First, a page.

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Administrative Studies
ADMS 4590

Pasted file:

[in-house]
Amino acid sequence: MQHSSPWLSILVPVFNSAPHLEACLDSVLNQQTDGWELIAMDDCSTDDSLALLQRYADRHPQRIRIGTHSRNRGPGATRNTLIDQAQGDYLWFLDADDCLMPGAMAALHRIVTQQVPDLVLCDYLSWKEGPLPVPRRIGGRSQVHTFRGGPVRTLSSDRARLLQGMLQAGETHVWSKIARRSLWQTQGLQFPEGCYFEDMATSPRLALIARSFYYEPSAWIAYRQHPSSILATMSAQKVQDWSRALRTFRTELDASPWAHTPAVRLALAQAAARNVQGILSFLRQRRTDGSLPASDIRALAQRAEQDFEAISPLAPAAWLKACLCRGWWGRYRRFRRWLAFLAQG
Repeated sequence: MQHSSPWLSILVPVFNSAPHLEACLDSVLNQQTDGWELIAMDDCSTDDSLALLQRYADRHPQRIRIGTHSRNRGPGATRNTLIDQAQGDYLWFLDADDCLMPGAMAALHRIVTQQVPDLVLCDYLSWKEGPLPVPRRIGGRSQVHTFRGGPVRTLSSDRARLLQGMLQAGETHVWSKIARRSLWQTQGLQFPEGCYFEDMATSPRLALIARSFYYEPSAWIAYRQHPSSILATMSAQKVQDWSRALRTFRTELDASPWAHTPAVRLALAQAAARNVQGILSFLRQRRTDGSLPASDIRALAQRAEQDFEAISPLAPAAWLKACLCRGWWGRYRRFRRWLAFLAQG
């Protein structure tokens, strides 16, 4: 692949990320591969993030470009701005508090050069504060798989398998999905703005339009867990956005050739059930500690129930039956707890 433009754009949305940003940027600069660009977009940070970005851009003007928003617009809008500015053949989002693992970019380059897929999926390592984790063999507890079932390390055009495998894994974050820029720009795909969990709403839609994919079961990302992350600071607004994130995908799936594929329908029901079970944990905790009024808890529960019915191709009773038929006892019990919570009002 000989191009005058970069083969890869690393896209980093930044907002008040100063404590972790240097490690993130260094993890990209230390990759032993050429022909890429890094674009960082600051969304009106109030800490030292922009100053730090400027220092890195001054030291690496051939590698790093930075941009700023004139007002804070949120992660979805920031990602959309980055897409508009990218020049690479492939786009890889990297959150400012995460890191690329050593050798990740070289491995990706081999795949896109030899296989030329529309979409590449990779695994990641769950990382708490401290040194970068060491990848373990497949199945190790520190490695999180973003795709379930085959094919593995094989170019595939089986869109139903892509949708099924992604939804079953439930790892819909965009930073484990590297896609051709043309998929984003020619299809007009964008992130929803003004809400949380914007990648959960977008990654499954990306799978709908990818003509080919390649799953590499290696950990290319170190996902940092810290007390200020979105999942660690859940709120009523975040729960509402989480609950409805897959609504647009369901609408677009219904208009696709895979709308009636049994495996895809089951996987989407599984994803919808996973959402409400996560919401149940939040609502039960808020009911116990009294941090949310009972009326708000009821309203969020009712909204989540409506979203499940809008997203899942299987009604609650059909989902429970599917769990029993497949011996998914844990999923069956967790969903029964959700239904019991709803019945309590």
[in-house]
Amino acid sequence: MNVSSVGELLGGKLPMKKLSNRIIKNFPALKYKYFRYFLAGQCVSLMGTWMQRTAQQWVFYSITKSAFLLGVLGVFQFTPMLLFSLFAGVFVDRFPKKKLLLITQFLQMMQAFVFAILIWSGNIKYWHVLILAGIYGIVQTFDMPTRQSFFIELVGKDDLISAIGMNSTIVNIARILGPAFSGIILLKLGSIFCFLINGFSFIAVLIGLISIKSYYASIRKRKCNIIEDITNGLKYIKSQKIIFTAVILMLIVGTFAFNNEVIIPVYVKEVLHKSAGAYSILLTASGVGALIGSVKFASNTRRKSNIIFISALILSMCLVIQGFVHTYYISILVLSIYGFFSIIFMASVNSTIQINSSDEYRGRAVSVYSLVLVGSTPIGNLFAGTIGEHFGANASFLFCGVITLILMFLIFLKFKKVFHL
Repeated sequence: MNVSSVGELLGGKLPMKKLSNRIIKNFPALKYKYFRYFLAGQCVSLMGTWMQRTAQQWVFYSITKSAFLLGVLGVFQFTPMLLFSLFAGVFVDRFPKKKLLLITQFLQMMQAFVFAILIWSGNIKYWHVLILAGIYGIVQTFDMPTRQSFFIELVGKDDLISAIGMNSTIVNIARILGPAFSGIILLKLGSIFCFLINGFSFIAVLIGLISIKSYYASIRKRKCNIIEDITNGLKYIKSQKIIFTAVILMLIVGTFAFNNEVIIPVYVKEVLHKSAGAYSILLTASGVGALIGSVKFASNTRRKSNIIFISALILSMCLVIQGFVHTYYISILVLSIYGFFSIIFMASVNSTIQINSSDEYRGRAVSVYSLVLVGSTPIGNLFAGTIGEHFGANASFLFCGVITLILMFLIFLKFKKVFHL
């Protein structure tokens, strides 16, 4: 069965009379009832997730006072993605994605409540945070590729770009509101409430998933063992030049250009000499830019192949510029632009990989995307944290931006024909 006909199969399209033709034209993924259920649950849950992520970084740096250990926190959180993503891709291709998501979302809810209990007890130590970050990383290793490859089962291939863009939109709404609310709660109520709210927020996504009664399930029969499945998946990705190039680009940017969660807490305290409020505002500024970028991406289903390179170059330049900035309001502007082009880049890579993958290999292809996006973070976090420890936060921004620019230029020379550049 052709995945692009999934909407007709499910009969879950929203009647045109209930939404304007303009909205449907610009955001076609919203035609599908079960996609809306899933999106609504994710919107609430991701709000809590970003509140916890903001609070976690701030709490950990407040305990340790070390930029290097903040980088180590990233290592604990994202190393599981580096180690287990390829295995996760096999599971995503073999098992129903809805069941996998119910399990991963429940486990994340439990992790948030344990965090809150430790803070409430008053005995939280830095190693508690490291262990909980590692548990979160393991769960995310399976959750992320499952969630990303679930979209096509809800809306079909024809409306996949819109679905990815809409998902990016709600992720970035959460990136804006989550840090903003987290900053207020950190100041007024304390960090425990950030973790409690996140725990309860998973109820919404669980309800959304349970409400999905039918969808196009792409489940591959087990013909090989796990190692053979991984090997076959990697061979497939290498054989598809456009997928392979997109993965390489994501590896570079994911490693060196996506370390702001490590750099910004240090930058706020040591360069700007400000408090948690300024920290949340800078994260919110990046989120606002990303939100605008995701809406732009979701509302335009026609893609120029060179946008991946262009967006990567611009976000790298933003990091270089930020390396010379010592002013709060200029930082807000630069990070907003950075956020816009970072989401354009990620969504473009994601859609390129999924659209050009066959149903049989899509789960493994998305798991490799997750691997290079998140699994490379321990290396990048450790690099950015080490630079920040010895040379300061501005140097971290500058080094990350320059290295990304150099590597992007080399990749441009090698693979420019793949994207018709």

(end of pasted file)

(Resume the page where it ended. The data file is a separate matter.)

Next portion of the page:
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ADMS 4590 M Professor Narmin Multani Date: September 12, 2007 To: Partner, A&B From: CA, A&B Re: Audit engagement and other issues of Curls and Slaps Inc (CSI) for the year ended August 31, 2007 Curls and Slaps Inc. (CSI) is a private company engaged in the business of providing ice hockey and curling activities to professionals and families, as well as other ice-rink related services. A&B has been requested to provide a financial statement audit for the year ended August 31, 2007, as well as to provide advice on a proposal, tax issues, and other issues within the company. CSI has provided statements for the years ended August 31, 2006 and 2007. Using this information, we have addressed client concerns as well as prepared a planning memo for the engagement. Management is requesting audited financial statements in accordance with ASPE for a bank, a primary user. As a key user, the bank is interested in CSIs cash position and compliance with loan covenants. The two founding shareholders of CSI are also interested in CSIs financial statements and cash position as they have each provided financing in the amount of $50,000 in common shares and $75,000 in long term debt. Finally, the main shareholder and manager of CSI, Wayne Greatgretsk, is concerned about profitability and the performance of the company, especially regarding CSIs cash position. Engagement Risk We have assessed engagement risk as high due to the following factors: First Time Audit Since this is the first time audit of CSI, engagement risk increases, as we are unfamiliar with CSIs operations. Further, CSI has never been audited or reviewed since the controller has not arranged for an audit since the companys inception. Therefore, there is a concern for the accuracy of financial statements as they may not be in accordance with ASPE and opening balances may contain errors. Management Integrity and Competency Concerns CSI has issued dividends of $120,000 during the year ending August 31, 2007, even though this has brought the company into a negative cash position (the cash account closed at a balance of $-11,300). We must review shareholder meeting minutes or look into dividend payments to see how the dividends were distributed and what basis was used to determine dividend payments. We suspect that the dividends were issued because management relied on the high net income and the cash balance to be positive by the end of the period. However, there seems to be a bigger problem regarding revenue recognition. Due to the revenue recognition policies selected by the controller, CSI appears to have overstated revenue for the last two years. We have recalculated the true net income for the past two years, and we have determined that revenue was recognized too early, or was not supposed to be recognized at all. We provide the calculations to this decision below. This leads us to question the competency and the integrity of management. Management should have noticed earlier that cash levels are not at expected levels and should have held back dividends in 2007 as the depleted cash position became more evident. CSI may be able to argue that the company is in the beginning stages, which would explain the negative cash balance (as starting up operations does tie up cash flows for the first few years). However, management should be aware of this as well, and should have reconsidered issuing dividends when cash is expected to be needed. The concern of management competence or integrity will increase the engagement risk. The use of aggressive revenue recognition policies also raises the engagement risk. In addition, the competency of Mats Sundin, controller of CSI, is under question. Regarding the revenue recognition policies, the financial statements were not prepared in accordance with Accounting Standards for Private Entities (ASPE). Tax returns for CSI have not been filed in 2006 and 2007, and, although a financial statement audit was required by the bank as one of the conditions for a loan, Mats Sundin has neglected to get an audit for the last year ending August 31, 2006. These omissions suggest that Mats Sundin does not have the competence required for one of his positions, and that the financial statements may contain more errors. This increases the engagement risk. As a result of CSI not filing its tax return for the year ending August 31, 2006, CSI may also be facing penalties from the Canada Revenue Agency. As a result of not requesting a financial statement audit in 2006, the bank may consider one of its covenants breached and may request immediate repayment of the outstanding loan. These actions may tie up CSI cash flows, or may threaten the continuing operations of the business. This is another factor that increases engagement risk. Financial Difficulties and Liquidity Crisis Due to the current revenue recognition policies, the Revenue and Receivables accounts are overstated. However, when recalculated using appropriate recognition policies, Revenue is considerably less. Due to the nature of the Jabber Football Club Inc. contract, it is inappropriate for CSI to record as much Receivable as they have. If CSI bases cash disbursement decisions off of this basis, then the liquidity of CSI is under threat. CSI has severely restricted cash flows due to a share investment account that obligates CSI to give refunds to customers at any time the customer decides to cancel his or her membership. In addition to this, CSI has bank loan obligations. Should CSI for any reason not meet the banks covenants (such as the requirement for audited financial statements for the period ending August 31, 2006, which was not neglected by the controller), the company may be required to repay the loan. At the moment, neither cash flow restriction can be met, and this may threaten future operating possibilities of the company. These risks increase the engagement risk. Furthermore, since CSI currently has a negative cash balance, with some other potential issues, it may be likely that CSI may not have the ability to pay A&B for the audit performed. This increases the engagement risk, and makes the engagement less appealing. High Fixed Costs and Low Variable Costs CSI currently has high fixed costs and low variable costs. This indicates that if the company does not meet revenue targets for the year, they still have to incur the fixed costs, 1 which can result in a substantial loss in earnings. This may also threaten the profitable continuation of the company, which increases engagement risk. Reliance on Jabber Football Club Inc (JFC) On September 1, 2006, CSI entered into a five year management contract with JFC. Wayne has expressed that the reason for positive earnings in fiscal 2007 is due to the commitment with JFC. Without the contract, CSI would have reported a loss. This indicates that CSI may be overly dependent on JFC and in the event that JFC withdraws their contract, CSI would face significant losses, increasing our engagement risk. Duckflac Insurance Company (Duck) Proposal CSI is considering a proposal by Duck to operate an ice rink located on Ducks premises. There is uncertainty regarding the proposal, especially since cash flows at CSI may be restricted and profits are not guaranteed, as with all new business ventures. This uncertainly raises the client business and engagement risks. Contingency - Lawsuit CSI has been advised of a potential lawsuit regarding the unauthorized use of pictures of a well-known Canadian former hockey player. The lawyer active for the complainant has advised that no legal action will be taken if CSI publicizes a charity with which the individual is associated, makes a donation of $100,000 to this charity, and ceases to use the promotional material that contains images of the hockey broadcaster. This increases our engagement risk as there may be potential lawsuit charges which may cause cash outflows, contributing further to the negative cash balance. This may also result in the recognition of a liability, which will increase total liabilities and may bring CSI to breach its bank covenants. Materiality The primary user of the financial statements is the bank that has provided CSI with a loan on the condition that an annual financial audit is done and total liabilities remain below $1.5 million. The two founding shareholders of CSI also rely on financial statements for CSIs cash position as they have each provided financing in the amount of $50,000 in common shares and $75,000 in long term debt. Wayne is also a shareholder, and he is unsure of what is happening to CSIs net income figures and cash flow position. As all three users are concerned about cash flows, we will set planning materiality based on the net income in fiscal 2007, adjusted based on our calculations using appropriate revenue and expense recognition procedures. Since this is our first time auditing CSI, considering the heavy reliance of users on audited financial statements and the high engagement risks and probabilities of material misstatements, we will use the lower 5% of the adjusted net income ( of $136,108). The calculations for the adjusted net income are provided in a section below. $136,108 x .05 = $6,805. Therefore $6,805 will be our planning materiality. We will also take into consideration performance materiality due to high risks associated with some accounts such as receivables, inventory, and cash. A performance materiality range of 25% to 50% lower than planning materiality will be chosen. However, we will set performance materiality at 50% of planning materiality since the bank relies heavily on statements and CSI is considering the acceptance of a new business proposal by Duck.